While I love the flightly romanticism of the film and the escapism it allows me from the daily grind, I am a bit perturbed by the whole "having to give it up eventually" message that the story perpetrates for females. Yes, for sure, in any relationship you have to compromise. To think otherwise would be foolish and delusional. But I believe that the minute you start giving up the very fabric of your being--your dreams, your goals and the things that make life worth living--well, then you're sublimating yourself, and that's bad for any relationship.

I know, I know, I'm looking for depth in romantic comedy. I'm looking for a way to solve a problem I'm supposed to believe doesn't exist.

Maybe I need to construct a sequel in which Paige actually does those things, and she and Eddie figure out a way to make that happen.

If it means getting to work with Julia and the Mably guy, well, it can't be that bad, right?

Inaugural post

I have joined the blogging revolution. Info superhighway speeders, beware. Not quite sure what this will develop into, but thought it might be good to start self-publishing some stuff and seeing if anyone hits it (accidentally or otherwise). Just to see what happens. Seeing as we're in an age of self-publication.

Saw New Stage Collective's production of "Kimberly Akimbo" tonight. David Lindsay-Abaire. Absurdity. Funny stuff. I liked it better than "Fuddy Meers," which was, by the way, brilliant. I hope that audiences flock to the CAC to see "Kimberly" and that NSC can continue its journey beyond Season 3. I looked for a blog created by local media in which to post my thoughts about the play, but alas, there are none that fit or are active enough to get the hits necessary to make even a small difference. So, I thought, why not start one of my own.

A teacher of mine in college, whom I didn't like very much, was stuck teaching technology to teachers and teacher-wannabes. It wasn't a very happy job and I think I picked up on his dislike of the course he had to teach. But one thing he said, nearly ten years ago, has stuck with me. In the context of a discussion about web design, he said "if you're going to have a website, you have to have something to say." For that reason, I never really pursued the idea of creating my own site. I was never sure I had something unique to say. After all, haven't all plots in the realm of the literary already been discovered?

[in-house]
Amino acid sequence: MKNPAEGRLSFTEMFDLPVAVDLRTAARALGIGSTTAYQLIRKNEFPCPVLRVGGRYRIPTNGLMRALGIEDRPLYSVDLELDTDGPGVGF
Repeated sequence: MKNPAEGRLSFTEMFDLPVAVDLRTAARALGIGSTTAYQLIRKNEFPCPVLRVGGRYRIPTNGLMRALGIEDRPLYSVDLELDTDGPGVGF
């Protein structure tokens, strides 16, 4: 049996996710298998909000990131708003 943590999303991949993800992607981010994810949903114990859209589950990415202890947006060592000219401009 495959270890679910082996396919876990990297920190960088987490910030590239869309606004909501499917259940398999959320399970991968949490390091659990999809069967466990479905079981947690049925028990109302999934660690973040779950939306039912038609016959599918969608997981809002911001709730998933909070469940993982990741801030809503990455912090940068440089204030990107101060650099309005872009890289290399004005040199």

Still, the web thing bugged me. I tried learning some HTML, which was a joke for me. My brain just doesn't work that way. I know enough to make this word appear as such, or to underscore my point as necessary, but that's about as far as I got. How nice to have the lovely people (programmers) in the blog world. They've created the interface for me and I don't have to worry about all that pesky HTML.

Another comment someone made to me once has also stuck with me. In undergrad. Dealing with a "creative crisis" and wanting to construct, to create, to live in that wonderful moment that being 20 and carefree and in the faux liberal academic society created... but I struggled with the words. My friend said, "well, you don't have anything important to say yet. You're too young."

Bastard, I exclaimed in my mind. I do have important things to say. I could write volumes on what it means to lose a parent, what happens when you start to realize that work in one course inter-relates to another, the joy of discovery of philosophy and literature that was written eons ago but still has relevance, and what it means to get your heart broken. Like the good little undergrad I was, however, I took my friend's words to heart. I wrote but I didn't write. Not really.

Notice I don't recall all the people who told me I could write. Who told me I did have a unique voice worth reading. Of course not. We never remember the positive feedback--only the stinging remarks leave their traces.

So, in essence, this blog is in defiance of my tech teacher and my writer friend. Sometimes I'll have something to say. Sometimes it might be earth-shattering (but more often than not, it will probably be me complaining about something boring like knitting patterns, or relating kids' antics or bemoaning the lack of interesting stuff on summer tv). But bottom line, I'm going to say it.